Computational Logic
Ursula Martin, University of St. Andrews, UK
Friday, March 2, 2001, at U. of Western Ontario.
Abstract:
Computational logic means the use of computers to produce formal proofs in
a given logical system, a dream of logicians such as Russell and Hilbert,
which (Goedel's theorem aside) has only really become feasible with today's
computer support. It ranges from implementations of automatic procedures,
through collections of strategies for the machine to try which will not
necessarily find a proof, to programs which check line by line whether or
not the input generated by the user or another program is a valid proof.
Computational logic software systems such as Otter, Mizar and PVS have been
used, for example, to prove conjectures and generate online journals of
mechanically verified mathematics, and companies such as Intel and Cadence
are investing heavily in such technology for modelling hardware.
Yet this work has thus far had little impact on mainstream mathematics or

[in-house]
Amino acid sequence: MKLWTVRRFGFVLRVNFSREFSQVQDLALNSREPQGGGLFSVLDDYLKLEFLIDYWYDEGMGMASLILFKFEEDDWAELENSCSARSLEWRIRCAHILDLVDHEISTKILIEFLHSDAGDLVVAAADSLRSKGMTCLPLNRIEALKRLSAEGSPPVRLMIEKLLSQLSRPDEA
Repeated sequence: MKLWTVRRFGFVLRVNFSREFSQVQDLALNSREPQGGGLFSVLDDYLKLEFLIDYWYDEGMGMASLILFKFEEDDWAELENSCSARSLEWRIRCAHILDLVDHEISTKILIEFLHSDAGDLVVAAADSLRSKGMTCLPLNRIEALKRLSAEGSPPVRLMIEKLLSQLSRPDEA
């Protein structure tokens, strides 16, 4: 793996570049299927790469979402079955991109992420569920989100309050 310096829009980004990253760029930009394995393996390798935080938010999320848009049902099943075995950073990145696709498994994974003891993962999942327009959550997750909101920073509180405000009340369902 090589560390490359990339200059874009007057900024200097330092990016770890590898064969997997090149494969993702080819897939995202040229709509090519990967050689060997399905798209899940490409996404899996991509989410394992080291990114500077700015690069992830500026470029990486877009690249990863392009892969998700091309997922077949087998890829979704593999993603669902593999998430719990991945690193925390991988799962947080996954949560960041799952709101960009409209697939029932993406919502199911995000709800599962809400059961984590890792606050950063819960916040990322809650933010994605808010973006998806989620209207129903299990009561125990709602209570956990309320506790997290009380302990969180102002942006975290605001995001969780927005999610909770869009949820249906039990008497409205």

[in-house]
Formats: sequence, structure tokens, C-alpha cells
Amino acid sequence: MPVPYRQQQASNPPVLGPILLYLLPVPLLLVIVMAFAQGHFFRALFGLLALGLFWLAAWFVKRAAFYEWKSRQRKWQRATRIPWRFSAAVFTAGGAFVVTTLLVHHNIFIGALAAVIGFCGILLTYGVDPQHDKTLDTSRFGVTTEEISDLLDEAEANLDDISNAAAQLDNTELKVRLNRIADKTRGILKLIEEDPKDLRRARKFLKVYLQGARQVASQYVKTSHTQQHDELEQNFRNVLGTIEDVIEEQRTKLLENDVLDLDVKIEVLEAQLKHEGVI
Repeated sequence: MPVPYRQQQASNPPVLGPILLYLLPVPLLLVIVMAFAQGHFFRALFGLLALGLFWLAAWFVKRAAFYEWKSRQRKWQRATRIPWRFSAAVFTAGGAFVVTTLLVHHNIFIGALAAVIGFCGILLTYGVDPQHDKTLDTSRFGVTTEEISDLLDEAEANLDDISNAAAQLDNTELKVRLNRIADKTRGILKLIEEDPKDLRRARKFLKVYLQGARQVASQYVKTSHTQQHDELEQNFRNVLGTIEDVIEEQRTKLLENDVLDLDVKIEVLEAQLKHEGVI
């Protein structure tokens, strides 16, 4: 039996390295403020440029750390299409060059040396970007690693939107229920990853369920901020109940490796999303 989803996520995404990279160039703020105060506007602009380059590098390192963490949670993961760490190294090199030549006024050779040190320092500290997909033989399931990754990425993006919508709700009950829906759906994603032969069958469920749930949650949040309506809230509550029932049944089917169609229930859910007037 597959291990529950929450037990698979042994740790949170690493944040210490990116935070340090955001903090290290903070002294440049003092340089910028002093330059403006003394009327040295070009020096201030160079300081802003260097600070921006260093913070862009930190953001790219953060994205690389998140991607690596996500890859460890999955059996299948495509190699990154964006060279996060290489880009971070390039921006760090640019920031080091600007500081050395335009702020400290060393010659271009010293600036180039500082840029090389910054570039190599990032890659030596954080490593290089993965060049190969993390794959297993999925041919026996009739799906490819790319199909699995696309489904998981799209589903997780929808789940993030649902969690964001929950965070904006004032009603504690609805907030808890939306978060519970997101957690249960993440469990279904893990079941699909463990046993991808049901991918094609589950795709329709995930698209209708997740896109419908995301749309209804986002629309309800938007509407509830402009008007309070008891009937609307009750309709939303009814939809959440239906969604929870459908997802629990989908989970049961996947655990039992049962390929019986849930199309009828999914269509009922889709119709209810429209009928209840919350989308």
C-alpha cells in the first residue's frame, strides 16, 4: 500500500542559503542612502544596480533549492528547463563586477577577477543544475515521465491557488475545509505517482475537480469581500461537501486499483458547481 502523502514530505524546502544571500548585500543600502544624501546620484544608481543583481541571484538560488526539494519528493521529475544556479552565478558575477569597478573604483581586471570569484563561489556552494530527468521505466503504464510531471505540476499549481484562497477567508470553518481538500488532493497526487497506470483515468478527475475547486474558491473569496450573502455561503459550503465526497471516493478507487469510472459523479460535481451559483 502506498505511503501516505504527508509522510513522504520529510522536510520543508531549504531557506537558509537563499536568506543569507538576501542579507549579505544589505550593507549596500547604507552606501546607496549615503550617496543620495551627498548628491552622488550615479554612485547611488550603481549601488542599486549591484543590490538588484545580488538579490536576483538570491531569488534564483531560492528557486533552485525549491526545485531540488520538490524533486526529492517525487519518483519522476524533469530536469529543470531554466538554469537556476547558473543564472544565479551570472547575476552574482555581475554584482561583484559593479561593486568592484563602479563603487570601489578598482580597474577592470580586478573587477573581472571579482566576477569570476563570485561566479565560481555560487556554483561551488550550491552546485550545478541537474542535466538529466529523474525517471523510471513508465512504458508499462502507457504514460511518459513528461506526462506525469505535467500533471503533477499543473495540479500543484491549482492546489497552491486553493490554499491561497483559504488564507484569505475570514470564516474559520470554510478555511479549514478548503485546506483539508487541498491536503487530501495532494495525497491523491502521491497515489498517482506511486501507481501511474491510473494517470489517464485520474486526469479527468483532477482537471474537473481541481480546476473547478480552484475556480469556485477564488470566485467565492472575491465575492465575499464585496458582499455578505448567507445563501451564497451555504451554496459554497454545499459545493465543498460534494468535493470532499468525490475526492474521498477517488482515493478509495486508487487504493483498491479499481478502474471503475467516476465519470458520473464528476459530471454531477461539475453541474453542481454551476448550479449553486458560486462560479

its applications in science and engineering. I shall discuss some of the
reasons for this and outline recent work and future plans:
for its immediate application as an effective component of mathematical
software such as Maple or for representing mathematical knowledge as part
of endeavours like OpenMath/MathML
the use of computational logic techniques to support applied math and
mathematical modeling, particularly in areas where the highest degree of
assurance is required, such as avionics
to develop a strategy for the representation, validation and
communication of mathematics in a future where the opportunities and
challenges of digitally embodied knowledge may radically change scholarship
and scientific discourse